Cape Canaveral - In a dramatic development pointing the way towards America’s future in space, SpaceX has conducted the first launch of it’s new Falcon 9 launch vehicle – a booster that the company hopes will one day be used to launch American astronauts into orbit.
As is usually the case with new rockets, today’s launch was a nail biter. The four hour launch window opened at 11:00 am but the rocket was prevented from launching due to a series of minor glitches. First, a blocked signal from the rocket's telemetry system threatened to prevent Air Force officials from destroying the rocket in the event of an accident. Once this was resolved a boat strayed into the safety range and needed to be removed. Finally, after about 2 and one half hours, SpaceX was ready to launch. The ignition sequence was started and with just one second remaining before launch, an out-of-limit startup parameter forced a scrub. The countdown was then recycled and Falcon 9 finally thundered off the pad at 2:45 pm.
Once airborne, Falcon 9 traveled eastward until the fuel was exhausted in its first stage. The second stage then took over eventually delivering it’s payload to an orbit 155 miles (250 km) above Earth. Engineers are still analyzing data from the flight but company CEO Elon Musk was quoted as saying “Falcon 9 hit the bulls eye”. SpaceX hopes to recover the first stage of the rocket, which fell into the Atlantic Ocean cushioned by parachutes.
Since this launch was a test of the rockets capabilities the goal of the mission was simple – put a mock-up of the SpaceX “Dragon” spacecraft into orbit and collect as much information as possible about the boosters flight. Dragon is the name of the company’s automated cargo delivery and recovery spacecraft that SpaceX plans to use to ferry NASA payloads to and from the International Space Station. Later the company intends to modify the spacecraft to carry people.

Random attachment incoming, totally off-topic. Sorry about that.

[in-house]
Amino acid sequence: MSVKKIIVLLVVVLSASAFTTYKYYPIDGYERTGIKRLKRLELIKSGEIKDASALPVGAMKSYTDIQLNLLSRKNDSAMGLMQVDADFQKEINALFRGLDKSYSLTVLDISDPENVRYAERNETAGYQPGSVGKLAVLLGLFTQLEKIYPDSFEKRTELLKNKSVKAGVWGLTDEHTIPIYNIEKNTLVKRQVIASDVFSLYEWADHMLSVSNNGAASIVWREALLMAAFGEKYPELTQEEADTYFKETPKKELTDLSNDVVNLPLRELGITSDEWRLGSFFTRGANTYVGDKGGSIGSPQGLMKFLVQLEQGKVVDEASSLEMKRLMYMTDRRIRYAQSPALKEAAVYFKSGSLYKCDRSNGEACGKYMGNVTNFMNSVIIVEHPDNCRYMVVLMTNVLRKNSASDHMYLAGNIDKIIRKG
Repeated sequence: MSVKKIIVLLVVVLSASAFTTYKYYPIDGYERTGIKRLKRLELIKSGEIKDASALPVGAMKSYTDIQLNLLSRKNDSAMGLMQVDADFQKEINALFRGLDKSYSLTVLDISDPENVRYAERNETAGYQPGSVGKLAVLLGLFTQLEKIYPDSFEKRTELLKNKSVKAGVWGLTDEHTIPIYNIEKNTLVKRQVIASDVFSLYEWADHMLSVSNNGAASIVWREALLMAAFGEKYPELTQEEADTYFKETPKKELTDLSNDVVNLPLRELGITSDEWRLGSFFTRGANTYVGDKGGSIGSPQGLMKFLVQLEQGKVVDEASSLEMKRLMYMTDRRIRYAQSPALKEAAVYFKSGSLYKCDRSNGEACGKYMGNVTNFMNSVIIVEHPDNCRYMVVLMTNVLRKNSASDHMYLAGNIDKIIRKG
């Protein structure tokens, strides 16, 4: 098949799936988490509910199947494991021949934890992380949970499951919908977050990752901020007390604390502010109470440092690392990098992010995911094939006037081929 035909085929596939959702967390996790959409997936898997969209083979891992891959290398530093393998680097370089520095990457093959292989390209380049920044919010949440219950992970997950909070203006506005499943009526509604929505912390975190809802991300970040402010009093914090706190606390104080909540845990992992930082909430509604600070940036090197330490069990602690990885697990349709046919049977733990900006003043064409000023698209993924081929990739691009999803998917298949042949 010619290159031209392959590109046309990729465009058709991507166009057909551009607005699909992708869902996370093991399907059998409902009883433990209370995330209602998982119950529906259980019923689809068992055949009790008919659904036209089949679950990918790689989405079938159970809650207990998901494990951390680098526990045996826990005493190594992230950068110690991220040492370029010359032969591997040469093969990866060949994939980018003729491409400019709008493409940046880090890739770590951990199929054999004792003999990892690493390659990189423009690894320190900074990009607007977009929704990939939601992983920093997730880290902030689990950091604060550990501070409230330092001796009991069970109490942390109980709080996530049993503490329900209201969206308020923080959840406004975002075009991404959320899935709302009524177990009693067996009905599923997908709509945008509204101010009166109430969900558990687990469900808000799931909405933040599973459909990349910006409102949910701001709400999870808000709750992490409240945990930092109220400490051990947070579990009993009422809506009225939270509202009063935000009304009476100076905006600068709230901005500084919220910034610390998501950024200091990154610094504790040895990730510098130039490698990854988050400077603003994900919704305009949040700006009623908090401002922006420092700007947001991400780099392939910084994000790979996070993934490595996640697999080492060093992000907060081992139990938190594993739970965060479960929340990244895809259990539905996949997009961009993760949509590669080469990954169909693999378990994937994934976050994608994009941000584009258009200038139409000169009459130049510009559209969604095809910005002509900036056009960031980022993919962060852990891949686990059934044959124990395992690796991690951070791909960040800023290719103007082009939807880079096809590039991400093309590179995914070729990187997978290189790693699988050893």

Prior to the launch Musk Commented on the company’s web site “It would be a great day if we reach orbital velocity, but still a good day if the first stage functions correctly, even if the second stage malfunctions. It would be a bad day if something happens on the launch pad itself and we’re not able to gain any flight data.”
Today's successful test launch likely means that the next time the rocket blasts off, it will head straight to the space station to practice delivering supplies. An actual docking and cargo delivery would probably take place on the Falcon 9's third flight.
The launch comes as a shot in the arm for President Obama's plan to commercialize manned access to low Earth orbit. Reciently the plan has Falcon 9 has given them a lot to think about.
About Falcon 9
Like Falcon 1, Falcon 9 is a two stage, liquid oxygen and rocket grade kerosene (RP-1) powered launch vehicle. It uses the same engines, structural architecture (with a wider diameter), avionics and launch system.
Length: 54.9 m (180 ft)
Width: 3.6 m (12 ft)
Mass (LEO, 5.2m fairing): 333,400 kg (735,000 lb)
Mass (GTO, 5.2m fairing): 332,800 kg (733,800 lb)
Thrust (vacuum): 4.94 MN (1,110,000 lbf)
The Falcon 9 tank walls and domes are made from aluminum lithium alloy. SpaceX uses an all friction stir welded tank, the highest strength and most reliable welding technique available. Like Falcon 1, the interstage, which connects the upper and lower stage for Falcon 9, is a carbon fiber aluminum core composite structure. The separation system is a larger version of the pneumatic pushers used on Falcon 1.
Nine SpaceX Merlin engines power the Falcon 9 first stage with 125,000 lbs-f sea level thrust per engine for a total thrust on liftoff of just over 1.1 Million lbs-f. After engine start, Falcon is held down until all vehicle systems are verified to be functioning normally before release for liftoff. This is the system that caused the scrub on the boosters first launch attempt.
The second stage tank of Falcon 9 is simply a shorter version of the first stage tank and uses most of the same tooling, material and manufacturing techniques. This results in significant cost savings in vehicle production.
A single Merlin engine powers the Falcon 9 upper stage with an expansion ratio of 117:1 and a nominal burn time of 345 seconds. For added reliability of restart, the engine has dual redundant pyrophoric igniters (TEA-TEB).